College women tend to report consuming a greater number of alcoholic drinks after being subjected to sexist statements, according to new research published in the scientific journal Sex Roles. The findings shed light on the consequences of so-called “benevolent” sexism, which is often viewed as less harmful than overtly hostile sexism.
“My co-author and I had previously explored whether college students’ alcohol consumption was higher following other types of belonging threat,” said study author Hannah R. Hamilton, a postdoctoral research fellow at UConn Health’s Alcohol Research Center.
“With the gender gap in alcohol consumption decreasing, testing for a link between college women’s experiences with sexism and their alcohol consumption seemed like the next step. I also think it is important to better understand the potential negative outcomes of benevolent sexism (which often seems less negative than hostile sexism because it includes beliefs that women are pure and nurturing).”
In the study, 176 female undergraduates were randomly assigned to read one of three bogus news articles about psychological research.
One article described a survey that found people tended to agree with sexist statements such as “Under the pretense of striving for equality, women try to gain special favors at the expense of men.” Another described a survey that found people tended to agree with benevolently sexist statements such as “A man should strive to provide financial support for his beloved woman.” The third article, which was used as a control condition, described various ways in which men and women were equal.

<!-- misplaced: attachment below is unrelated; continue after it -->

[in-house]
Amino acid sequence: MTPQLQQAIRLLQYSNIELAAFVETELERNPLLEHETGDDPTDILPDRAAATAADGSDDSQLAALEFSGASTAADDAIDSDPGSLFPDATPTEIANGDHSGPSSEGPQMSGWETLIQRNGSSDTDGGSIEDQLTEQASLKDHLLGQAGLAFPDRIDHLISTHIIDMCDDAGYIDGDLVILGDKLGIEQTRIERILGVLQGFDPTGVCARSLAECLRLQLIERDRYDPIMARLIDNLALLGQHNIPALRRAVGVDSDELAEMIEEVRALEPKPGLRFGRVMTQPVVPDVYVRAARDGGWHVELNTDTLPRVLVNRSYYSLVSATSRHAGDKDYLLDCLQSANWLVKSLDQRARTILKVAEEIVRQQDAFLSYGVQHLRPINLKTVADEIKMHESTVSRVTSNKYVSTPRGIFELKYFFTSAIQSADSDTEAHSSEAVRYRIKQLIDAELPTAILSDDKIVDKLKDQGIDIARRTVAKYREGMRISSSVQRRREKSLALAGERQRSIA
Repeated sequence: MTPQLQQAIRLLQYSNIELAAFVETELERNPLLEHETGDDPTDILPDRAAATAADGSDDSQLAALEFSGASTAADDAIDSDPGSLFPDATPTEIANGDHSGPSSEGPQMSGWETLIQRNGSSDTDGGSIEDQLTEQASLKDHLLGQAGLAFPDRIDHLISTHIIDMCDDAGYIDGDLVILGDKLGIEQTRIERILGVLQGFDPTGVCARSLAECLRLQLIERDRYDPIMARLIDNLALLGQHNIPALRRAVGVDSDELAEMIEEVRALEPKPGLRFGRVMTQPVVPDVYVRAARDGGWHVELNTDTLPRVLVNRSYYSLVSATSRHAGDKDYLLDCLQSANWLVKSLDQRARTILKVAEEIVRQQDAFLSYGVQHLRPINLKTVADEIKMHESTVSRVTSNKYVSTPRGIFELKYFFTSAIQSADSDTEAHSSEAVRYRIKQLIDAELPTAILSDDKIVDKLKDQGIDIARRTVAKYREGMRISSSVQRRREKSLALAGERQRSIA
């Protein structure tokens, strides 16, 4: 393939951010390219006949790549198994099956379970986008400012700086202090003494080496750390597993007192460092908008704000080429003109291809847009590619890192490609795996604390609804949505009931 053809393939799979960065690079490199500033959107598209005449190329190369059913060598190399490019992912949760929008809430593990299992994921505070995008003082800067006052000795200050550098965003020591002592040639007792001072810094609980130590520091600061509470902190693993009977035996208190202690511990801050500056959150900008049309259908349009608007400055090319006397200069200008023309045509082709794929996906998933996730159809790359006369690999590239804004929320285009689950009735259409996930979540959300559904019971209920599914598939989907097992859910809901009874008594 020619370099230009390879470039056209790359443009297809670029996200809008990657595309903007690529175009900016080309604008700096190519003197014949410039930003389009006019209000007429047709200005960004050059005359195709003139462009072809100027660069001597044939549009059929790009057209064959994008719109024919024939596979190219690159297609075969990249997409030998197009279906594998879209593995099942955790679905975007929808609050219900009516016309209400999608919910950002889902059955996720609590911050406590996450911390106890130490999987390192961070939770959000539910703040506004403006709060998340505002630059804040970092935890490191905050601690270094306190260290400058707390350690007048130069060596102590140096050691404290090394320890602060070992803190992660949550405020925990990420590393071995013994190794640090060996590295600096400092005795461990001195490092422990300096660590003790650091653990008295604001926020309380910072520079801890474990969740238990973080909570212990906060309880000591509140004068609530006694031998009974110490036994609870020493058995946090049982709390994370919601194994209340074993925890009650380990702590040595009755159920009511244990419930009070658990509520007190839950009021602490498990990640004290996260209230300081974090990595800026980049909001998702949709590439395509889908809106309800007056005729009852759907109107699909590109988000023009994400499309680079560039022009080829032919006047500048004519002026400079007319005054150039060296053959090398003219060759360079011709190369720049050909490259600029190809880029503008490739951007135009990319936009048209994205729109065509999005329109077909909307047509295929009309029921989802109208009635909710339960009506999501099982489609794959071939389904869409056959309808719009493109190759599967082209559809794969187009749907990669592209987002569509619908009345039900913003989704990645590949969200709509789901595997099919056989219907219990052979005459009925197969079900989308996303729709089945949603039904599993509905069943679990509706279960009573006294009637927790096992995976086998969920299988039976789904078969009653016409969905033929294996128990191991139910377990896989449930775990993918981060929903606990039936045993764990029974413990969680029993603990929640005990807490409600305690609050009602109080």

After reading the assigned article, the participants indicated how much alcohol they planned to drink that night. The next day, the participants reported how much alcohol they had actually consumed the previous night.
The researchers found that exposure to both forms of sexism predicted greater alcohol consumption. Moreover, exposure to hostile sexism was associated with a greater likelihood of engaging in binge drinking, defined as consuming four or more drinks in a row.
“This shows one route through which discrimination negatively impacts those who must cope with it on a daily basis and how important it is that we work to address this issue in society,” Hamilton explained. “People creating interventions to lower college drinking may also wish to target situations that that are related to increased alcohol consumption, such as experiences with discrimination.”
The statements used in the bogus news articles were drawn from the Ambivalent Sexism Inventory, which makes a distinction between hostile and benevolent forms of sexism.
“I think it is important that people understand the concept of benevolent sexism. Hostile sexism refers to the overtly negative treatment of women and I think most people are aware that it is bad. On the other hand, benevolent sexism argues that men should put women on a pedestal and take care of them,” Hamilton told PsyPost.
“This can sound positive and, despite research showing negative effects of benevolent sexism, people do not expect the consequences of benevolent sexism to be as bad as those of hostile sexism. Our study adds to the body of literature arguing that benevolent sexism does have negative consequences for women.”
But the study — like all research — includes some caveats.
“This is only a single study and I would like to conduct further studies to see if these results will replicate,” Hamilton said. “I am also interested in exploring whether experiences with hostile and benevolent sexism have a stronger influence on some women than on others or under certain circumstances.”
The study, “Cheers to Equality! Both Hostile and Benevolent Sexism Predict Increases in College Women’s Alcohol Consumption“, was authored by Hannah R. Hamilton and Tracy DeHart.